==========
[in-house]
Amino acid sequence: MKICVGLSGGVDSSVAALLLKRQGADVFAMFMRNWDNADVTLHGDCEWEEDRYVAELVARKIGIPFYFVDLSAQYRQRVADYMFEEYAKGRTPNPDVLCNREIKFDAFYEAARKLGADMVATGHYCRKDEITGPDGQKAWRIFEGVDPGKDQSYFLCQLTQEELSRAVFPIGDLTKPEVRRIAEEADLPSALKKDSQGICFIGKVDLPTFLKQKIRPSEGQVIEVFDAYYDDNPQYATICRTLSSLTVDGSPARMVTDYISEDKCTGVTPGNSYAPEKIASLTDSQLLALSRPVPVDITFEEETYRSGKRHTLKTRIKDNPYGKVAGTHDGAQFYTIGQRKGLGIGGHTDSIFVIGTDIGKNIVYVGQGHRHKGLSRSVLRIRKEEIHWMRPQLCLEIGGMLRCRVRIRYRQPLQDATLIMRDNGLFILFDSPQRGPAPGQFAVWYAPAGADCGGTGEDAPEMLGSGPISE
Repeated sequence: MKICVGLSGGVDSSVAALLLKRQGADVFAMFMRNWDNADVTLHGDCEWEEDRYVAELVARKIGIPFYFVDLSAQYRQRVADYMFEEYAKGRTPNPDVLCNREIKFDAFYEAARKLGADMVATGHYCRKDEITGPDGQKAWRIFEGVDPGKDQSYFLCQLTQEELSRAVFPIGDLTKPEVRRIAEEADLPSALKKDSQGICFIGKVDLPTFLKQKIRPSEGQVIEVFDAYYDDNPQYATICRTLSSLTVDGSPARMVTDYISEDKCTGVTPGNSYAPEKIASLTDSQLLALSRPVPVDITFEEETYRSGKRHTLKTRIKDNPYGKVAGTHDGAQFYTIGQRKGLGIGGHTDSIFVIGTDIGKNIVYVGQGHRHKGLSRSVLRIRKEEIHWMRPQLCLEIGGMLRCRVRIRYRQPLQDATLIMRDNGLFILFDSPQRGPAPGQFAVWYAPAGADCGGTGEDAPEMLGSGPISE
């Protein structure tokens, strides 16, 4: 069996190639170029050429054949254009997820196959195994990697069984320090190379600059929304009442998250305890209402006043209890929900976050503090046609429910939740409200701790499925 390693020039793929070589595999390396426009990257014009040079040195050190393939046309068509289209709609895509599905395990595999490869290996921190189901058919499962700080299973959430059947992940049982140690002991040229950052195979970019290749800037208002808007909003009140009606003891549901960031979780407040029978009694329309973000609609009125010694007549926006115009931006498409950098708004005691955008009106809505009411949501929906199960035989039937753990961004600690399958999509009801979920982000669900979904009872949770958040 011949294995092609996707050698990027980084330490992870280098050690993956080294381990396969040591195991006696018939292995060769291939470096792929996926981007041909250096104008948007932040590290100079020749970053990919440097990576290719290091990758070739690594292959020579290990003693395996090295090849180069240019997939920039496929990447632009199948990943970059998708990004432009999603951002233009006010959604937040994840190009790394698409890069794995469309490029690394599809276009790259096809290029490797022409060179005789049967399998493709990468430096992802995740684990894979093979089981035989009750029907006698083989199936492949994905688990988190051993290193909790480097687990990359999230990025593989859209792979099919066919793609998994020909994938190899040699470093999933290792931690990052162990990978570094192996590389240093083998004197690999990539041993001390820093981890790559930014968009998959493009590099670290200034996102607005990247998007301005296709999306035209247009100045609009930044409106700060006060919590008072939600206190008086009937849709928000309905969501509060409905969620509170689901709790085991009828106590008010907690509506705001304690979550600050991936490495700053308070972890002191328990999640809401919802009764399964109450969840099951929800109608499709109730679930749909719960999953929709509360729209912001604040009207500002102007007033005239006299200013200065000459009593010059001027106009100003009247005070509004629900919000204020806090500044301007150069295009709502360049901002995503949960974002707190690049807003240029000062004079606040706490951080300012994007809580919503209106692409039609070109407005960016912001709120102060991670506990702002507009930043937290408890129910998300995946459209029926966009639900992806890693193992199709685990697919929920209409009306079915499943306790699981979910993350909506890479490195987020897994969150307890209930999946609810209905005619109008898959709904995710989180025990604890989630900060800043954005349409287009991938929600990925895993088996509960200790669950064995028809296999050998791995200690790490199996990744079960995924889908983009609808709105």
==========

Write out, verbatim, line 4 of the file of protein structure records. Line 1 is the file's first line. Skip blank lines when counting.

């Protein structure tokens, strides 16, 4: 069996190639170029050429054949254009997820196959195994990697069984320090190379600059929304009442998250305890209402006043209890929900976050503090046609429910939740409200701790499925 390693020039793929070589595999390396426009990257014009040079040195050190393939046309068509289209709609895509599905395990595999490869290996921190189901058919499962700080299973959430059947992940049982140690002991040229950052195979970019290749800037208002808007909003009140009606003891549901960031979780407040029978009694329309973000609609009125010694007549926006115009931006498409950098708004005691955008009106809505009411949501929906199960035989039937753990961004600690399958999509009801979920982000669900979904009872949770958040 011949294995092609996707050698990027980084330490992870280098050690993956080294381990396969040591195991006696018939292995060769291939470096792929996926981007041909250096104008948007932040590290100079020749970053990919440097990576290719290091990758070739690594292959020579290990003693395996090295090849180069240019997939920039496929990447632009199948990943970059998708990004432009999603951002233009006010959604937040994840190009790394698409890069794995469309490029690394599809276009790259096809290029490797022409060179005789049967399998493709990468430096992802995740684990894979093979089981035989009750029907006698083989199936492949994905688990988190051993290193909790480097687990990359999230990025593989859209792979099919066919793609998994020909994938190899040699470093999933290792931690990052162990990978570094192996590389240093083998004197690999990539041993001390820093981890790559930014968009998959493009590099670290200034996102607005990247998007301005296709999306035209247009100045609009930044409106700060006060919590008072939600206190008086009937849709928000309905969501509060409905969620509170689901709790085991009828106590008010907690509506705001304690979550600050991936490495700053308070972890002191328990999640809401919802009764399964109450969840099951929800109608499709109730679930749909719960999953929709509360729209912001604040009207500002102007007033005239006299200013200065000459009593010059001027106009100003009247005070509004629900919000204020806090500044301007150069295009709502360049901002995503949960974002707190690049807003240029000062004079606040706490951080300012994007809580919503209106692409039609070109407005960016912001709120102060991670506990702002507009930043937290408890129910998300995946459209029926966009639900992806890693193992199709685990697919929920209409009306079915499943306790699981979910993350909506890479490195987020897994969150307890209930999946609810209905005619109008898959709904995710989180025990604890989630900060800043954005349409287009991938929600990925895993088996509960200790669950064995028809296999050998791995200690790490199996990744079960995924889908983009609808709105």